Originally published as a column on CFJC Today Kamloops and Armchair Mayor News on January 4, 2021.
I saw a funny tweet a couple of days ago. It went something like this, ‘Canadians are urged not to travel overseas during the pandemic. They’d risk running into some of their elected officials…’ Except it was funny only for a bit.
There is a 2020 Christmas holiday wall of shame related to the tweet and it is reserved almost entirely for various MPs and MLAs across Canada. Many traveled as if there is no pandemic and while one or two of them claimed it was to attend a funeral or see an ailing relative, majority simply went on vacation.
You’d think they would consider that the news would get out. Either they thought it would wash over quickly because hey, there’s a pandemic for people to be focusing on (yes, the irony,) or they simply did not care.
Integrity is a big word and an elusive concept at times among some politicians. Often, when integrity lacks and it shows, we see a slap on the wrist, or a small social media storm. Then things go back to the usual. It’s chalked up to ‘we are all human; we all make mistakes.’
True, but depending on where we find ourselves – as parents, educators, elected officials, and in general, members of a community we want to see do well, integrity and accountability should be high on the list.
Also, this has been a trying time for everyone, and so many of us have kept to ourselves to help flatten the curve.
Being dishonest or a hypocrite is not a mistake. And both are unbecoming of any self-respecting adult, including the ones we choose to represent our interests in the community and beyond.
I am happy to see that no B.C. politicians are on the naughty traveling list and hoping it will stay that way*. However, this is not a contest among provinces about who does better. It is but a sad reminder of integrity lacking. *Since the writing of this piece, it has come to light that a number of B.C. politicians as well as high profile medical professionals have dropped the standards of integrity and took their vacations away from home.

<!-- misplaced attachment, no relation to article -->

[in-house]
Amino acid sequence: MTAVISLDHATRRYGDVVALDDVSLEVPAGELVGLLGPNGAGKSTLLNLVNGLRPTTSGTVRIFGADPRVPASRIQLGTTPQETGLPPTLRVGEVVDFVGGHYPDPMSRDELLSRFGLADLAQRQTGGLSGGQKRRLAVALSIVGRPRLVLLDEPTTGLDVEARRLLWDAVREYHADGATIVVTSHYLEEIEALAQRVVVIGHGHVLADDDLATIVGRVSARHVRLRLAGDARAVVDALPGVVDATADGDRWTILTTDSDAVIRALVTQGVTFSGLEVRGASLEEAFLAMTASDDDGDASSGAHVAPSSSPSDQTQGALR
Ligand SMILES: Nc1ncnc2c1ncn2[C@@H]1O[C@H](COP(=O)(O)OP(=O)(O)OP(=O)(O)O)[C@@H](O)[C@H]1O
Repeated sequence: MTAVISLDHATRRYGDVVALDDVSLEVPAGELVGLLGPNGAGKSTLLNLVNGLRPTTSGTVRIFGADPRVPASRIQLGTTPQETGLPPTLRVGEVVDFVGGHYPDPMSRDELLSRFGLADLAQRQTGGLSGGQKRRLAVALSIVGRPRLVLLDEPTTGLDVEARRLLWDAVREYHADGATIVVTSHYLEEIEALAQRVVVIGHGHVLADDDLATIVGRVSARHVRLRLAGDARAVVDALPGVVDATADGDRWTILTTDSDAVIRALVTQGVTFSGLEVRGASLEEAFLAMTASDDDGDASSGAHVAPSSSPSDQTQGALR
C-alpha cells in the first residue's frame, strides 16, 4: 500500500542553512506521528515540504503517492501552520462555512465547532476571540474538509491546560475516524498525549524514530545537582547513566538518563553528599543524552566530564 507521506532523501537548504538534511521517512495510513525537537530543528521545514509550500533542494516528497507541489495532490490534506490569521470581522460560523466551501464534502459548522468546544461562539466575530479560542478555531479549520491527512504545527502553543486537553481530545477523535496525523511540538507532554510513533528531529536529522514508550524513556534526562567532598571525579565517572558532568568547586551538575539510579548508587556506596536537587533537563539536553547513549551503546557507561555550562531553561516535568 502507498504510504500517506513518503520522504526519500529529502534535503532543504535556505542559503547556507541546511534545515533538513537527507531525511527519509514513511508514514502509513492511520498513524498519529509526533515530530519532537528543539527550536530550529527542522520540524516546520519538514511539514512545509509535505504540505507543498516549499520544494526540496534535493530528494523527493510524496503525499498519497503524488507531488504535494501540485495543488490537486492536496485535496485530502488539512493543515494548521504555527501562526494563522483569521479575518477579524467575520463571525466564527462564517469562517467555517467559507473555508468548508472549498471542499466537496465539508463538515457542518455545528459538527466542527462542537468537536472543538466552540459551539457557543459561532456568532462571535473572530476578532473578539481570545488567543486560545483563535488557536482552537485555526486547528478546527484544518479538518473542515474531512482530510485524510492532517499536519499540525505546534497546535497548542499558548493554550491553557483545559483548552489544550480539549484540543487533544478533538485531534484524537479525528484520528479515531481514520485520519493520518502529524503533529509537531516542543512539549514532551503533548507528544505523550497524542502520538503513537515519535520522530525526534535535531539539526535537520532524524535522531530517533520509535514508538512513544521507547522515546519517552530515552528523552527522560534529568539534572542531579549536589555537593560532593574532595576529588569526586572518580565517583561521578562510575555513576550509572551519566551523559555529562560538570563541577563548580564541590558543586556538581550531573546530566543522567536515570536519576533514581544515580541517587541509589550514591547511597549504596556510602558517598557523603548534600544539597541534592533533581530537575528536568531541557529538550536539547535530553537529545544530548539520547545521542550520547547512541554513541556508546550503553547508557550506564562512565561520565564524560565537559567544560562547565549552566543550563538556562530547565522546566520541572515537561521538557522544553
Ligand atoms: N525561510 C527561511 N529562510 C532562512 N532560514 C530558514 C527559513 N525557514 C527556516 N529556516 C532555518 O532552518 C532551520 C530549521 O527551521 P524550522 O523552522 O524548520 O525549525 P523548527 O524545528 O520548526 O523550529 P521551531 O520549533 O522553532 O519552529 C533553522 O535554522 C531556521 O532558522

There is a quote that speaks volume in a book I recently came across, called ‘Integrity – the courage to meet the demands on reality,’ by Dr. Henry Cloud. It goes like this: ‘The greatest people are the ones who have not sought greatness, but served greatly the causes, values, and missions that were much bigger than them.’
I’d happily suggest making such a book and others like it, obligatory lecture for up and coming politicians. With an exam at the end – not multiple choice, but essay style, and no convoluted answers either, but concise and with substance.
It is only logical that we hold our elected officials at high standards. It is only logical that we consider integrity to be an essential part of one’s character. There is no shortage of role models: in real life, in our own community and beyond, and of course, there are many great books that discuss values such as integrity, honesty and accountability.
This recent black eye on the face of Canadian politics can easily become a case study for the above-mentioned high standards. ‘Do as I say not as I do’ is the tag line for unapologetic, hypocritical behaviour, but as far as human values go it’s a sure nosedive. We should acknowledge that and teach our kids about that too.
In the words of Abraham Lincoln, ‘You can fool some of the people all of the time, and all of the people some of the time, but you can not fool all of the people all of the time.’
Whether you believe in setting resolutions for the new year or not, here’s an invitation to always choose integrity, in your personal and professional life, and let’s use this infamous episode as a reminder to hold our elected officials accountable. That’s how win-win situations are created.